The Vision ‎– Spectral Nomad

Label:
Metroplex ‎– M-025
Format:
Vinyl, 12", 33 ⅓ RPM
Country:
Released:
Genre:
Style:

Tracklist

A1 Spectral Nomad 4:16
A2 Explain The Style 6:14
B1 Detroit: One Circle 7:01
B2 Modern And Ancient 2:55

Companies, etc.

Credits

Notes

℗ Detox (BMI)
Dist. by Submerge

Durations are not listed on the release itself.

Barcode and Other Identifiers

  • Matrix / Runout (Runout Side A): METROPLEX 025-A NSC
  • Matrix / Runout (Runout Side B): METROPLEX 025-B NSC
  • Rights Society: BMI

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Reviews Show All 19 Reviews

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mboisrond

mboisrond

March 2, 2017
So much talk about Rob Hood's awesome releases throughout the year, but this one was never mentioned once.
This is his baddest release right there.

A2 Explain The Style especially, is the most gut-wrenching and subtle machine funk record created by the Man. Patterns are lazy, dirty and will turn your mind into a soup at 4 am. It's only after long minutes that the smallest hihats will come pack another punch into the funky run, forcing you to bring your arm up.

Detroit techno diamond with an ironic title. You know what to play when someone asks you to "Explain him the Style"..
damnwords

damnwords

March 14, 2016
Juan Atkins said in a facebook post that this will get a repress pretty shortly.
https://www.facebook.com/JuanAtkinsTheOriginator/posts/10156634347580652
reiki89

reiki89

February 14, 2016
Really need a repress... dito!! come on juan put it on
Meusha

Meusha

December 7, 2015
Really need a repress...
beentheredonethat

beentheredonethat

June 11, 2015
whoa! when did this one become so expensive!!
tektim

tektim

February 13, 2015

One of the first techno records I bought. So glad I still have it! This is what it's all about.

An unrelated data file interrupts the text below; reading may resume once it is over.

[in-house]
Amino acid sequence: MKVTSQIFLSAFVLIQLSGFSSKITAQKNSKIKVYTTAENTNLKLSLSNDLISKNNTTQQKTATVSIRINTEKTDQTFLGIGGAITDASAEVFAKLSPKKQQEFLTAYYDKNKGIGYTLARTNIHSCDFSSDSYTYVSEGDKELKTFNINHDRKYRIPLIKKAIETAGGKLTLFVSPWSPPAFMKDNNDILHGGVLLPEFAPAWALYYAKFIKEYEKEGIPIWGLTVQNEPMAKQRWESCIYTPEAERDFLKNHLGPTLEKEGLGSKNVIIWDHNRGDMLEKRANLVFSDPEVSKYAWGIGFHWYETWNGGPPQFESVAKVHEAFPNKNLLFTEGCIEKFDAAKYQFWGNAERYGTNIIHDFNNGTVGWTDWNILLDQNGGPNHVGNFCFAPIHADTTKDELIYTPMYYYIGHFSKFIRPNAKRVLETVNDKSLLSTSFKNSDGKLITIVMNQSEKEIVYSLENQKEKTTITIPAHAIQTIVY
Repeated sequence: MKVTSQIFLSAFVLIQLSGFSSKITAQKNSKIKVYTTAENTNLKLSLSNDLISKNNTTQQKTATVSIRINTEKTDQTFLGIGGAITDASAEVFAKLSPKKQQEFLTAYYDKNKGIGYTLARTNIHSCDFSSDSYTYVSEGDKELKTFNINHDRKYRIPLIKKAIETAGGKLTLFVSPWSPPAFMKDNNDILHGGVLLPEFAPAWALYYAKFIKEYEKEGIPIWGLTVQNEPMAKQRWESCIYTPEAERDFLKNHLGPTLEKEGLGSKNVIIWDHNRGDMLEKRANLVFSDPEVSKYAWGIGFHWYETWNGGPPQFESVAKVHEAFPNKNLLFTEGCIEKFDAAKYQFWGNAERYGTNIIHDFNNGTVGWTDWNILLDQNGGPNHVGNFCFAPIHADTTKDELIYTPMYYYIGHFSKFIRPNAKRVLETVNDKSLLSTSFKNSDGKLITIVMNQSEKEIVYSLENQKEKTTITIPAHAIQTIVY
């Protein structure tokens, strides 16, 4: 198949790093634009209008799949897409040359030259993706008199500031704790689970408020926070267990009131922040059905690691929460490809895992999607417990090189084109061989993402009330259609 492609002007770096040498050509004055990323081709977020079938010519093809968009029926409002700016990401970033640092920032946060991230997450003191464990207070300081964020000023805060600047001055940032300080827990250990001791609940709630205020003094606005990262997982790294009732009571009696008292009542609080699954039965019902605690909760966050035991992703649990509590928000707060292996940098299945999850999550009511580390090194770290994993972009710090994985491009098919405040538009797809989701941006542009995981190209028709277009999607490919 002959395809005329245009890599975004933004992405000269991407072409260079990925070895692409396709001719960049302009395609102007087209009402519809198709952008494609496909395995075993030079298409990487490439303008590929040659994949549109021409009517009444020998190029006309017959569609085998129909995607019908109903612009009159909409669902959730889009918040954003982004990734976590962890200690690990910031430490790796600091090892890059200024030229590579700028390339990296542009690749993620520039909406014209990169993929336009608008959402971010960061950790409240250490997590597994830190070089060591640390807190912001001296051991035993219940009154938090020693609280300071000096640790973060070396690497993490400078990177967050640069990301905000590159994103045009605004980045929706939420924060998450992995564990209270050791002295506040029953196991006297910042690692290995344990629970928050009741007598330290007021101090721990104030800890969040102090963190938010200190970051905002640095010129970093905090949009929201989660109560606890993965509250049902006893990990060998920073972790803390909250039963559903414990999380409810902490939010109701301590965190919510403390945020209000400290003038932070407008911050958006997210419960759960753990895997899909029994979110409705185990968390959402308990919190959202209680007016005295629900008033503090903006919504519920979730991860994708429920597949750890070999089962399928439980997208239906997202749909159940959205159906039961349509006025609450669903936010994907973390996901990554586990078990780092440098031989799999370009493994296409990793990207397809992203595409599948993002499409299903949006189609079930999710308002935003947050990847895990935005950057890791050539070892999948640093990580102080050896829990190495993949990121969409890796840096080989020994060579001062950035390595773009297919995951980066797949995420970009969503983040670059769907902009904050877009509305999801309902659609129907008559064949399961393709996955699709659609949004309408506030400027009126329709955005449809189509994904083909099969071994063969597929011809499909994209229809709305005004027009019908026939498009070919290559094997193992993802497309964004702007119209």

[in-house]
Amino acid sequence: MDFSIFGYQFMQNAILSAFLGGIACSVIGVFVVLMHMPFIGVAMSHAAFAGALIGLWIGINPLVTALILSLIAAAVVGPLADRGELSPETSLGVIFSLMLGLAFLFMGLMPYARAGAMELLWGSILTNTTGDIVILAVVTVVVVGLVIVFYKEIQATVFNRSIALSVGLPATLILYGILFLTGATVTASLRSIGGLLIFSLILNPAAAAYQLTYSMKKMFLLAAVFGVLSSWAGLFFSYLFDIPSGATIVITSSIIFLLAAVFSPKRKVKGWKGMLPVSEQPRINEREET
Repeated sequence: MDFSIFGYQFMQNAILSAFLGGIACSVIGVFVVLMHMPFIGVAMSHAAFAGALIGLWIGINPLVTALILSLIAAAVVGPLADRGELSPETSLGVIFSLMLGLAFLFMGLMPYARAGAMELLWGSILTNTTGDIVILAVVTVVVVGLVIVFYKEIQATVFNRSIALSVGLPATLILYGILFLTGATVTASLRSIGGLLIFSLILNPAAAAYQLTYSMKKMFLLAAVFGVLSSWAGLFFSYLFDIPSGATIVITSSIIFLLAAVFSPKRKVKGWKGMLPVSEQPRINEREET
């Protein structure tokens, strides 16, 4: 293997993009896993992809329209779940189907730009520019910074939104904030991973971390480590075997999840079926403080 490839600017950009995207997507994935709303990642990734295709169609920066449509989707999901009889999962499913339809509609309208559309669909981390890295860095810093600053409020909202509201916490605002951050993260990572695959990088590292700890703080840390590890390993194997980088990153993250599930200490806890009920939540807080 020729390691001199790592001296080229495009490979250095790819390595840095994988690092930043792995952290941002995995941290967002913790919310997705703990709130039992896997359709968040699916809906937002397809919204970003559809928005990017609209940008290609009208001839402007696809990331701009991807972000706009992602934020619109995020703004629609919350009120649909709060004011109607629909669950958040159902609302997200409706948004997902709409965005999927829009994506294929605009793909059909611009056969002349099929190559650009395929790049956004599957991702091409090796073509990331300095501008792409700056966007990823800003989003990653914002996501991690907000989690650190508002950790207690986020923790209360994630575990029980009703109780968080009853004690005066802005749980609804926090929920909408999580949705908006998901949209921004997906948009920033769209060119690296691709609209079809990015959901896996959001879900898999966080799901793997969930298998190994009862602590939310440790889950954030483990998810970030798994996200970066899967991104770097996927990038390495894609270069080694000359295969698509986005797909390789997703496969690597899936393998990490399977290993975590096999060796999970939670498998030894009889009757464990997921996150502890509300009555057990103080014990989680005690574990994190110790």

modano182

modano182

November 13, 2014

Pretty obvious a repress is needed...carn Metroplex.
jantie

jantie

October 2, 2014
A repress for this record would be a shame. True Detroit gem, worth every cent.
ultrasound

ultrasound

December 7, 2007

Ten years ago, just like today, the 'm' word often had little to do with the concept attached to it. Sure, there are a few tracks here which are pretty stripped-down, but they seem more 'economical' and 'disciplined' than anything else. Still, Hood is amongst those for whom this lack of the 'M' Factor matters not one dot. The elements, the sequencing, the mixing all display that subtlety and intelligence for which he's become well-known. I believe these particular tracks are also amongst the first on which he deploys his signature 'vague-shapes-of-bass' (possibly created by live-tuning a kick drum over a one-bar sequence?) The title track stands-out from the other excellent pieces here for me, by a short-finger. It's the staccato, seemingly random pad pattern which miraculously assembles itself into a coherent gestalt in your mind, that's going to lure you, if you don't know this EP. Half-way through, the track opens-up like a metallic butterfly in a robotic cacaphony of extra drums. Yet somehow it seems eerily to remain glued together, as if it's on an assembly-line with dozens of robots tweaking various parts of it whilst it remains in motion. Like all obscure, rare and seemingly opaque artifacts, once understood, never forgotten.